Categories: Financial/Economic

The Current Financial Crisis

TASA ID: 1258

The United States has been in the midst of a financial crisis since mid-2006 that resulted from residential real estate foreclosures.  The foreclosures caused severe pressures in subprime mortgage markets and ultimately in global money markets.  As a result of stricter accounting standards and downgrades by credit rating agencies, various complex mortgage-backed financial instruments had to be written down on financial institution balance sheets.  As housing prices declined, financial institutions worldwide faced severe losses that threatened their survival.  By September 2008, severe credit tightening was becoming evident.  In response to these events, Congress passed legislation authorizing the Secretary of the Treasury to spend up to $700 billion to purchase troubled financial assets.  

The financial crisis originated in the low interest rates set by the Federal Reserve in response to a recession that began in 2001.  The low interest rate environment stimulated the U.S. economy, and in particular the residential real estate market.  As measured by the Case-Schiller composite index of real estate prices, residential real estate prices in the United States more than doubled between 2001 and 2006.

An additional factor was a change in lending practices by financial institutions.  Banks began to issue mortgages so that the mortgages could be sold to other financial institutions, which would then combine the mortgages in order to issue securities that were backed by the pooled mortgages.   The ultimate purpose of pooling the mortgages was to transfer the risk of loan default from the original issuer of the mortgage to the purchaser of the mortgage backed securities.  These new mortgage backed securities were then pooled again and new mortgage backed financial instruments were created again.  Unfortunately, these various financial instruments seemed to ignore the higher risk of loan default that was associated with subprime mortgages when securities backed by these mortgages were priced in the marketplace.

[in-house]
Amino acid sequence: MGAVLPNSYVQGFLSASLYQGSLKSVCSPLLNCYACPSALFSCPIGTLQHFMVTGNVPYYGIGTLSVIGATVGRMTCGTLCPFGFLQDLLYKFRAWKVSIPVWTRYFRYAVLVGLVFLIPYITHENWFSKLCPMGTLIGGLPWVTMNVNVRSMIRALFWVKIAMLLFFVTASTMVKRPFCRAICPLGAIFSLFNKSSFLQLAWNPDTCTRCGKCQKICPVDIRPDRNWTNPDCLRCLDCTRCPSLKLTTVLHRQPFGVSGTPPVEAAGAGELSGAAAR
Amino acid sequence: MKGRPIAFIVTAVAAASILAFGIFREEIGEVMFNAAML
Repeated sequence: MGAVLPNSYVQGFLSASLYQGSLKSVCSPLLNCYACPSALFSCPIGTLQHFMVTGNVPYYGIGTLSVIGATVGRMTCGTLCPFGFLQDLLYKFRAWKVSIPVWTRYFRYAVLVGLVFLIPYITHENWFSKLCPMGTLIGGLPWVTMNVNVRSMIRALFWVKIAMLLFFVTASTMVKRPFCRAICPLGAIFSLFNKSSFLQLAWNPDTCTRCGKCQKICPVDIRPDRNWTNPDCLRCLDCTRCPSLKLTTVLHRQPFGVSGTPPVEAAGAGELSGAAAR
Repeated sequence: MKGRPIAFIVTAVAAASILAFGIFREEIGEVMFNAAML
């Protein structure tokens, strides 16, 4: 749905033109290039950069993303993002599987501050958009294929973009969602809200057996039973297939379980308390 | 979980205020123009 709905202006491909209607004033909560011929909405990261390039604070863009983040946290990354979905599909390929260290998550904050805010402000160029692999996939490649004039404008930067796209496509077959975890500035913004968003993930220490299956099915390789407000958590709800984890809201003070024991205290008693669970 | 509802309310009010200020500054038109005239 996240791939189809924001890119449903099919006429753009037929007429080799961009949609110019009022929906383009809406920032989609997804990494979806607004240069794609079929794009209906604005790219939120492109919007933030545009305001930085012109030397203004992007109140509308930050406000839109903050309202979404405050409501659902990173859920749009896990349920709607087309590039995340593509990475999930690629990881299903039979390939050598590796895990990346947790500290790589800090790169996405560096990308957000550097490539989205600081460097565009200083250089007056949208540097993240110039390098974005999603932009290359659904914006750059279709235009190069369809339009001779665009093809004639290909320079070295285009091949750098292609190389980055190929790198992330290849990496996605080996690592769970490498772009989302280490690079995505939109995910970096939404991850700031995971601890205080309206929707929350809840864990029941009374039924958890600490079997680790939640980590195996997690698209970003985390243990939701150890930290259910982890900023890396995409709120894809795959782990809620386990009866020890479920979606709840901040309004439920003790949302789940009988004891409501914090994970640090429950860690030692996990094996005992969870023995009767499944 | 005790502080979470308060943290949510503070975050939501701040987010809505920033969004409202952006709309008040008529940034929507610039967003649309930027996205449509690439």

As the housing boom continued through 2006, buyers of mortgage backed securities continued to ignore the higher risk of loan defaults associated with subprime mortgages and this fueled a demand for these financial instruments.  As a result, banks reduced their lending standards when originating mortgages in order to increase the supply of mortgages and meet the demand for new mortgage backed financial instruments.  Although banking institutions are regulated by Federal regulators, including the Federal Deposit Insurance Corporation and the Federal Reserve, regulators either did not understand what was happening or ignored the lowered lending standards in response to the risk of loan default being transferred from regulated banking institutions to relatively unregulated nonbank financial institutions.  In other words, the view of regulators was that the risk had been transferred from the regulated originators of mortgages (banks) to the ultimate holders of mortgage backed securities who were beyond the boundaries of regulatory control.   However, regulators did not recognize the spillover effects of the lack of regulatory oversight which began to set the seeds of a financial crisis after housing prices began to decline in the United States.